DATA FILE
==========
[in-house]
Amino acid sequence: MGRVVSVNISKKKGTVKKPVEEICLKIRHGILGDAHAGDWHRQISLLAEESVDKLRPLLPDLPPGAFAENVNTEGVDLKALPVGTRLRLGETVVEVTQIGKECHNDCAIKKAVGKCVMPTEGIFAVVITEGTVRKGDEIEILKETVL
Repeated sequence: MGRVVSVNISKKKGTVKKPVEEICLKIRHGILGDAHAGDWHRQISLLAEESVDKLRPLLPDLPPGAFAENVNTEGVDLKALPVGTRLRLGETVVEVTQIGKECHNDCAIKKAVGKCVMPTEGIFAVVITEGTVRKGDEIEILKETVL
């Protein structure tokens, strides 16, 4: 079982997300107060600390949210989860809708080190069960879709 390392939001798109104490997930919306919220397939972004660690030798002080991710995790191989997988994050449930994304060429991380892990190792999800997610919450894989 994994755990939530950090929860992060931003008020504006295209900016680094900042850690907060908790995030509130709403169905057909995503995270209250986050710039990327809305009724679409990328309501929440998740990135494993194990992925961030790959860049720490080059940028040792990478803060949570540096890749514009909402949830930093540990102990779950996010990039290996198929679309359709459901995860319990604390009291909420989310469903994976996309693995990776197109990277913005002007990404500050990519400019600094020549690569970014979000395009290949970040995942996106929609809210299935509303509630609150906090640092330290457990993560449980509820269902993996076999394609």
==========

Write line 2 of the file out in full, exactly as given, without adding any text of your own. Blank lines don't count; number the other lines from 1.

Amino acid sequence: MGRVVSVNISKKKGTVKKPVEEICLKIRHGILGDAHAGDWHRQISLLAEESVDKLRPLLPDLPPGAFAENVNTEGVDLKALPVGTRLRLGETVVEVTQIGKECHNDCAIKKAVGKCVMPTEGIFAVVITEGTVRKGDEIEILKETVL